John Wanamaker collection

The John Wanamaker collection includes correspondence, financial volumes, scrapbooks, albums, estate and legal papers, store records, publications, photographs, financial files, sales portfolios, sound recordings, glass negatives, and deeds. This rich and extensive collection is arranged into five s...

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Bibliographic Details
Corporate Author: John Wanamaker (Firm) (Creator)
Collection:John Wanamaker Collection
Collection Number:2188
Format: Manuscript
Language:English
Subjects and Genres:
Online Access:Link to finding aid
Tags: Add Tag
LEADER 11446ntc a2200469 u 4500
001 ead-2188
008 150602i18271987xx eng d
040 |e dacs 
041 0 |a eng 
099 |a 2188 
110 2 |a John Wanamaker (Firm)  |e creator 
245 1 |a John Wanamaker collection  |f 1827-1987 
300 |a 193.2 Linear feet  |f ; 316 volumes, 438 boxes 
500 |a Processing Information: The creation of the electronic guide for this collection was made possible through generous funding from The Andrew W. Mellon Foundation, administered through the Council on Library and Information Resources' "Cataloging Hidden Special Collections and Archives" Project. Finding aid entered into the Archivists' Toolkit by Garrett Boos and edited by Matthew Lyons (2012 January) The collection recieved additonal processing in 2015 as part of the Howard Lewis project. Volumes were re-numbered and the contents of boxes 9 through 14b were reintegrated into the collection as volumes. Carton boxes were divided into three document boxes with 'a', 'b', and 'c' designations. Oversized items were de-framed and re-housed in flat file drawers and re-numbered. The finding aid was updated and edited by Megan Sheffer Evans (2015 May)  
506 |a This collection is open for research use.  
520 |a The John Wanamaker collection includes correspondence, financial volumes, scrapbooks, albums, estate and legal papers, store records, publications, photographs, financial files, sales portfolios, sound recordings, glass negatives, and deeds. This rich and extensive collection is arranged into five series and spans over 150 years. It details the history of Wanamaker's store in Philadelphia and its influence as a major city retailer during the 19th and 20th centuries. There is also material that documents John Wanamaker's activities concerning social reform and cultural attitudes. There is information on his work as postmaster general, including information on weather and why mail was not delivered, and on his religious and political activities. Materials are generally arranged in chronological order; however, the loose photographs in Series Four are arranged by subject and size. Series I is composed of personal records from 1850-1986. This series contains loose correspondence, letterpress copy books, speeches, diaries, editorials, estate papers and biographer's papers. There are also scrapbooks and photograph albums pertaining to personal and family interests such as John Wanamaker's political career, Bethany Sunday School, Rodman Wanamaker's aviation and collecting activities, and memorial scrapbooks for both John and Rodman Wanamaker. Series II is composed of store records from 1861-1987. This series contains records of the Executive Divisions of John Wanamaker Philadelphia and New York and the Sales Division of the flagship store. It also includes various store publications and several boxes of deeds. Series III is composed of miscellaneous publications from 1827-1917. This series contains annual reports of the Federal Department of the Treasury and the Office of the Postmaster General. Also included are miscellaneous volumes from the loan collection of Rodman Wanamaker, ten large atlases of the Philadelphia area and Atlantic County, NJ from dating from 1883 to 1914, and several sound recordings. Series IV is composed of prints and photographs from 1861-1980. This series consists primarily of photographic prints, both loose and in albums, many of which were taken by store photographers to document store operations and events. The following photographers are represented: D. Sargent Bell, Harry S. Hood, Richard T. Dooner, and Charles H. Miller. There are also glass plate negatives and lantern slides. The loose photographs are arranged into three topical groups. Series V, the addendum, is composed of material that was not included with the collection when it was originally donated to the Historical Society of Pennsylvania. Some items are duplicates of previously cataloged papers. There are also miscellaneous photographs and cabinet cards, several boxes of correspondence and financial records from the Wanamaker Institute of Industries, copies of Wanamaker's newspaper editorials, miscellaneous prints, booklets, and other publications.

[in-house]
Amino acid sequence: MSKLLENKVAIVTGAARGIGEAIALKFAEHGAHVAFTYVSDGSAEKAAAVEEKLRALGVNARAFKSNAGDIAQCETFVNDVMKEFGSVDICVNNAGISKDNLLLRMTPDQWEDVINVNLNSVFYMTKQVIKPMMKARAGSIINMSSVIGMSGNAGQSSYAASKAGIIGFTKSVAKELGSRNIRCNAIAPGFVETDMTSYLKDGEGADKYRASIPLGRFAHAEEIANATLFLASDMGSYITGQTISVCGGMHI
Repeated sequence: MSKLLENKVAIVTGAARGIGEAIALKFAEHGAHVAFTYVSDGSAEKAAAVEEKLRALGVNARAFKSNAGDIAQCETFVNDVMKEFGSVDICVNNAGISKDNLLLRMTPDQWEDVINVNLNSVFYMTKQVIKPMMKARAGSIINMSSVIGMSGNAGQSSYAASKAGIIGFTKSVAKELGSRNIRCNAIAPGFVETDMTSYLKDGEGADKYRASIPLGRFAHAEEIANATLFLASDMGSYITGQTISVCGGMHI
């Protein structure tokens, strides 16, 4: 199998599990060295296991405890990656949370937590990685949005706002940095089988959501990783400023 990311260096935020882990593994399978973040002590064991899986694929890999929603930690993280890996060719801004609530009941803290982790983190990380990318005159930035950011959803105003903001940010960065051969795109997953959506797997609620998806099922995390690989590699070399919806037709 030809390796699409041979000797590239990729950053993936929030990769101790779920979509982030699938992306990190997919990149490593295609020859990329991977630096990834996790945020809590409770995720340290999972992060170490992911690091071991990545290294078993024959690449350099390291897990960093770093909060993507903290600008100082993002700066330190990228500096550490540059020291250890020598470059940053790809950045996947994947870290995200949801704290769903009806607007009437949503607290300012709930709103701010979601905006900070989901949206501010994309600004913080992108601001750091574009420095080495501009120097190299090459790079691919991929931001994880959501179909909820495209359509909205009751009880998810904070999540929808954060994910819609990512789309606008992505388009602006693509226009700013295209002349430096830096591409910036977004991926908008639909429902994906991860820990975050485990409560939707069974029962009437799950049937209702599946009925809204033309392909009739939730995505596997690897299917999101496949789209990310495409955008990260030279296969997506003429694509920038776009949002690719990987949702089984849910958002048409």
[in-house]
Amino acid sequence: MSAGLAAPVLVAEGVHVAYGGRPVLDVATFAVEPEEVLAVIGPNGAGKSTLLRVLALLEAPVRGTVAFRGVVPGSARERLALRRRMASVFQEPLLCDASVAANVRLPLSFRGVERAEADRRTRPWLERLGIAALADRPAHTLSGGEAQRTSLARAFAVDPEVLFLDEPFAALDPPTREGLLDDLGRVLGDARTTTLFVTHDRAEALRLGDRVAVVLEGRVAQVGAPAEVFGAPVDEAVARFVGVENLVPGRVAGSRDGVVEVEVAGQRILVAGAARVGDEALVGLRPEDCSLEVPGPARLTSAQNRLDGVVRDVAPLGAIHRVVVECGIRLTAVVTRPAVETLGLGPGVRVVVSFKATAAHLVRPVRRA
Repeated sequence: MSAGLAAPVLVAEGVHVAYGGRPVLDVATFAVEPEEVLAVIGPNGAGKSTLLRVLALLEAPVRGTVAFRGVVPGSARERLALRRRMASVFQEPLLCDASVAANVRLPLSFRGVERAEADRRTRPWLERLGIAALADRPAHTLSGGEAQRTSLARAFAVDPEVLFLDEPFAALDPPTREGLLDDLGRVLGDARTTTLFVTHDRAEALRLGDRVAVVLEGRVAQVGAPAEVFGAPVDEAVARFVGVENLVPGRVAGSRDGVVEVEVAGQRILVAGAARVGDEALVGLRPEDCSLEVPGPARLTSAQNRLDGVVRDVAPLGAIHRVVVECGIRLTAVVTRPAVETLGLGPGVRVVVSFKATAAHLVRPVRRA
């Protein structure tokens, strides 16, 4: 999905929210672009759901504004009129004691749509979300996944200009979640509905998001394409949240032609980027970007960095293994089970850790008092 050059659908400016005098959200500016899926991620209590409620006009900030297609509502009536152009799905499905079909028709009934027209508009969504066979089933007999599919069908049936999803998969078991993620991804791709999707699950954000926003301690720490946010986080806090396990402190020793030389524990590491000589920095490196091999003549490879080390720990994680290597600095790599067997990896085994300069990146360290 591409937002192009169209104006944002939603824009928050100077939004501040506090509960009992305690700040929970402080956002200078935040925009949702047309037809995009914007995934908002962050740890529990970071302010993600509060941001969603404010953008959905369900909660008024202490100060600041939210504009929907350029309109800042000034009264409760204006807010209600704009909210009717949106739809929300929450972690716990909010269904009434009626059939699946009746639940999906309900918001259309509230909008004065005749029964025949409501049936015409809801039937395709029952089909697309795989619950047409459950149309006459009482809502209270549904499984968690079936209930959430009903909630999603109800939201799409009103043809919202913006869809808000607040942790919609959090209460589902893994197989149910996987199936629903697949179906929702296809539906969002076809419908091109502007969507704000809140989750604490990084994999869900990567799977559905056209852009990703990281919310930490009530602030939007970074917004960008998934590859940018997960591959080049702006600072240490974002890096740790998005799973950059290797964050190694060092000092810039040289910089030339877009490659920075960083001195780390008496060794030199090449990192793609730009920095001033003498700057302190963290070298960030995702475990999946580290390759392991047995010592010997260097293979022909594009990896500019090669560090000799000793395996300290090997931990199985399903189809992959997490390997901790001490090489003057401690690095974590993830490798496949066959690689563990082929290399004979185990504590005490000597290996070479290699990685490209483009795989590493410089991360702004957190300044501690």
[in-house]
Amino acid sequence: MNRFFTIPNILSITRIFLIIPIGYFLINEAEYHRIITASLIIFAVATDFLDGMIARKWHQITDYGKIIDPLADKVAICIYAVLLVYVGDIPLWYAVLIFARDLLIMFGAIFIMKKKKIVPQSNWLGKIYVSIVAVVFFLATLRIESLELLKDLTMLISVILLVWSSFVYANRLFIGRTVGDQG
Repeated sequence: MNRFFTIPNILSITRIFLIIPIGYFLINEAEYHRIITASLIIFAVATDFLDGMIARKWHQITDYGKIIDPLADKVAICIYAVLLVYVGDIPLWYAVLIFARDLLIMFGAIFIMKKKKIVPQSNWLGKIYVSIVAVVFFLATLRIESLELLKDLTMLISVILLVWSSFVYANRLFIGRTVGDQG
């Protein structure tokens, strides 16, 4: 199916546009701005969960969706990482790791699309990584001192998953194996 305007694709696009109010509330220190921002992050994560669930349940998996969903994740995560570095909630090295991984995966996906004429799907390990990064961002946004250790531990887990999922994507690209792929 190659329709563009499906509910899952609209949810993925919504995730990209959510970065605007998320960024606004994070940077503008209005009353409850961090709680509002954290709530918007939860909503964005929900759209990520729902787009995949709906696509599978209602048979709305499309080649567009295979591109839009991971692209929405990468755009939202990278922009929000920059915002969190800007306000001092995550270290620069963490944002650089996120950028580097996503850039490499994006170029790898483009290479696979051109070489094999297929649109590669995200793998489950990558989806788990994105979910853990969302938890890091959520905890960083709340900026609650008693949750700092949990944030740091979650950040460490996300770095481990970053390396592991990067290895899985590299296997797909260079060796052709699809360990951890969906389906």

520 |a John Wanamaker (1838-1922) was a well-known merchant, entrepreneur, and lifelong resident of Philadelphia, Pennsylvania. He was active in the city's religious, political, and philanthropic areas, founded several Presbyterian churches and Sunday schools, and served as postmaster general under President Benjamin Harrison from 1889 to 1893. He opened his first Philadelphia clothing store, Oak Hall, with partner Nathan Brown in 1861, and founded John Wanamaker and Co. in 1869. In 1876, he opened "A New Kind of Store" known as the Grand Depot at Thirteenth and Market Streets. This store later became the flagship store, with satellite stores eventually established in central and southeastern Pennsylvania, as well as New Jersey, Delaware, and New York City. Wanamaker was at the forefront in many areas of retailing including merchandising, employee relations and advertising. His sons Thomas B. Wanamaker and L. Rodman Wanamaker were also active in the business. Thomas ran John Wanamaker and Co. in Philadelphia and Rodman took over the New York store operations in 1906. This rich and extensive collection, which is arranged into five series and spans over 150 years, details the history of Wanamaker's store in Philadelphia and its influence as a major city retailer during the 19th and 20th centuries. There is also material in the collection that documents Wanamaker's activities concerning social reform and cultural attitudes. The collection includes correspondence, financial volumes, scrapbooks, albums, estate and legal papers, store records, publications, photographs, financial files, sales portfolios, sound recordings, glass negatives, and deeds. Materials are generally arranged in chronological order; however, the loose photographs in Series Four are arranged by subject and size.